WITH 70% OF KIWI WINE production (and 85% of exports) accounted for by pungent, ebullient Sauvignon Blanc, New Zealand is likely to remain synonymous with this most-distinctive of wine styles for years to come.
But the planet’s southernmost wine-producing nation has other aces up its sleeve that as yet remain undiscovered by most drinkers. This is hardly surprising as the factors that go towards making great Sauvignon – bright sunshine, cool nights, unpolluted air, poor schist and greywacke soils – help other varieties just as much.
Pinot Noir, the country’s second most-planted grape, has a stellar reputation that belies the meagre volumes produced. At its zenith in spectacular Central Otago, it offers a sweet-fruited, opulent portrayal of Pinot.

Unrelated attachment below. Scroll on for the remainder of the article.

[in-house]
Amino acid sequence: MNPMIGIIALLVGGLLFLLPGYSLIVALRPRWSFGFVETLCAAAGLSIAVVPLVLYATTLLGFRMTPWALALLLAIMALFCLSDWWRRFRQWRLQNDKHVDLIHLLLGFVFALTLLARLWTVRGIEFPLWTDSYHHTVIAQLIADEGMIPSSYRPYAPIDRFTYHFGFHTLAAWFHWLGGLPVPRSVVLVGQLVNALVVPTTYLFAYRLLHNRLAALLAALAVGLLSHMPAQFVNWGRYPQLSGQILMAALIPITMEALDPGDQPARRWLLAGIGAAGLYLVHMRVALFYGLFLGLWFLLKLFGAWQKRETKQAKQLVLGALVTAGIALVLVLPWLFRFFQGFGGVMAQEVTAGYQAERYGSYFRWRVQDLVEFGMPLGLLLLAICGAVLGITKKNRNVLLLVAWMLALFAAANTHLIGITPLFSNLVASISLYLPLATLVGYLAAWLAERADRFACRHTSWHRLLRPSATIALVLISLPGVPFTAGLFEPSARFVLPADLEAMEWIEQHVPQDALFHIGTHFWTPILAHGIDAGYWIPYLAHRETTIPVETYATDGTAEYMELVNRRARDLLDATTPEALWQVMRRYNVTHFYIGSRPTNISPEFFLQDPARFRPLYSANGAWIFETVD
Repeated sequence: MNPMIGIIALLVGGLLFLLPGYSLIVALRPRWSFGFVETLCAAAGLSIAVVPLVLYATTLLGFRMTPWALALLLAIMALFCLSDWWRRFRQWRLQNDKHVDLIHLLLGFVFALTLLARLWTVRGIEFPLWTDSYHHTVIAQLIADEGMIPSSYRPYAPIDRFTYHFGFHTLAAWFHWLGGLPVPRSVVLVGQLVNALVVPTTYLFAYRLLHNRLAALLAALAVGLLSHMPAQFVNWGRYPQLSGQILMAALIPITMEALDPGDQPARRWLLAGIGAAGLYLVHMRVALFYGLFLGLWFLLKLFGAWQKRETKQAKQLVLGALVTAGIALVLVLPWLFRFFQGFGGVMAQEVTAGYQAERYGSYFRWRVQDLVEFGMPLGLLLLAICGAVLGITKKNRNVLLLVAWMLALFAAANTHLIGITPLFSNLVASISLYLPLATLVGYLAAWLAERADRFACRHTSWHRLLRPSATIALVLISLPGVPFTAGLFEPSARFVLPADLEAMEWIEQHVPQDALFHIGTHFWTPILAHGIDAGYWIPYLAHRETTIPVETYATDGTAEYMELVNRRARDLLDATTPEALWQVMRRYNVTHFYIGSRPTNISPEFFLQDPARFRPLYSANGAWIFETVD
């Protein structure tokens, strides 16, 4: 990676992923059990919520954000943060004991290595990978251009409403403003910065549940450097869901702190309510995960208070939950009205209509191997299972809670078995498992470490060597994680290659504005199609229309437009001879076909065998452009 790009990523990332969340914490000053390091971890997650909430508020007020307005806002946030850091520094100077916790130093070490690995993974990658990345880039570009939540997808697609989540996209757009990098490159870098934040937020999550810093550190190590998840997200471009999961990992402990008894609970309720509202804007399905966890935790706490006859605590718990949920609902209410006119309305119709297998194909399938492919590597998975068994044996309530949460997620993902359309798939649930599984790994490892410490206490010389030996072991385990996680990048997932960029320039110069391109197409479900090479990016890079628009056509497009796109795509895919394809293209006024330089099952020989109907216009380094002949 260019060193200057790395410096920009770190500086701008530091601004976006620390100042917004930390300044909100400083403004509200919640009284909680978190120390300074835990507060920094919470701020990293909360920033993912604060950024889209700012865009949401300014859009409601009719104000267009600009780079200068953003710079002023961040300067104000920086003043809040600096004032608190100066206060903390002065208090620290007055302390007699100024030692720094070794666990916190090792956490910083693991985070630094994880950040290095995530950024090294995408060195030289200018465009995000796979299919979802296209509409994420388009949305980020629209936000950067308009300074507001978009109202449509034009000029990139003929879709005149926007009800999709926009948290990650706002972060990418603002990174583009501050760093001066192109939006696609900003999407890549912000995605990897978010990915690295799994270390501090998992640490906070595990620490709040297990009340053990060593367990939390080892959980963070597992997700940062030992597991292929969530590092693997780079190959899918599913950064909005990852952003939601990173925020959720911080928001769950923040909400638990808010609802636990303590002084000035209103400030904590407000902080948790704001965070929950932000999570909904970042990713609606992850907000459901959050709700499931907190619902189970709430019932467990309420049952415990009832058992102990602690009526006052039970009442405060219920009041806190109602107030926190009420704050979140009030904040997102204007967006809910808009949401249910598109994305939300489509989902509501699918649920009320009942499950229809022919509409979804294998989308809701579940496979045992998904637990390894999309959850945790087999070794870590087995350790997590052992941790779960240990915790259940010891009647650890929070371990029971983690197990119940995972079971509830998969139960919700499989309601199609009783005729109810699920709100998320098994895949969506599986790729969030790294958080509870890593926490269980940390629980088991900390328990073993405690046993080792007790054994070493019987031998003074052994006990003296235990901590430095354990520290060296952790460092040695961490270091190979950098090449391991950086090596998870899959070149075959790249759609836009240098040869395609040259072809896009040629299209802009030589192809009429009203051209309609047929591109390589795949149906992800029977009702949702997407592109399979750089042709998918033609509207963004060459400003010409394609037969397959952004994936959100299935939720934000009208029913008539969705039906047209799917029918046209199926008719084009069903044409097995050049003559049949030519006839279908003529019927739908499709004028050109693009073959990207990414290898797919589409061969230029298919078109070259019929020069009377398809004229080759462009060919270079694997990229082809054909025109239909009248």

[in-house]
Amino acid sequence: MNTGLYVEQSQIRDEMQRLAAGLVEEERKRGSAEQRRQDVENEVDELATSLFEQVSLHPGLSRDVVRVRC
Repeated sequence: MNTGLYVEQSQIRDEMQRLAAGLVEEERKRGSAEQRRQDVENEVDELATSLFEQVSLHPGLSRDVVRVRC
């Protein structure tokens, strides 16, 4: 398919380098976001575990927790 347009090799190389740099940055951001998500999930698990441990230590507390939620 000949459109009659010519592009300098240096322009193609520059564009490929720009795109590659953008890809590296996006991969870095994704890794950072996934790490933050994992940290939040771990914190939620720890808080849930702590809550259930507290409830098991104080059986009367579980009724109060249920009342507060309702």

Often-profound Bordeaux blends and Syrahs are made, too, in warmer parts of the north island: Hawkes Bay and Auckland; and the ‘aromatic varieties’ – Pinot Gris (Grigio), Riesling, Gewurztraminer – are widely cultivated across the south island. Even Austrian oddity Grüner Veltliner appears!
Watch out for exciting new non-Sauvignon additions to Curious Wines’ New Zealand range this summer, including a Pouilly-Fuissé-like Chardonnay from Hawkes Bay, and two magnificent Merlot-based reds, one of which hails from boutique region and Aucklanders’ playground, Waiheke Island.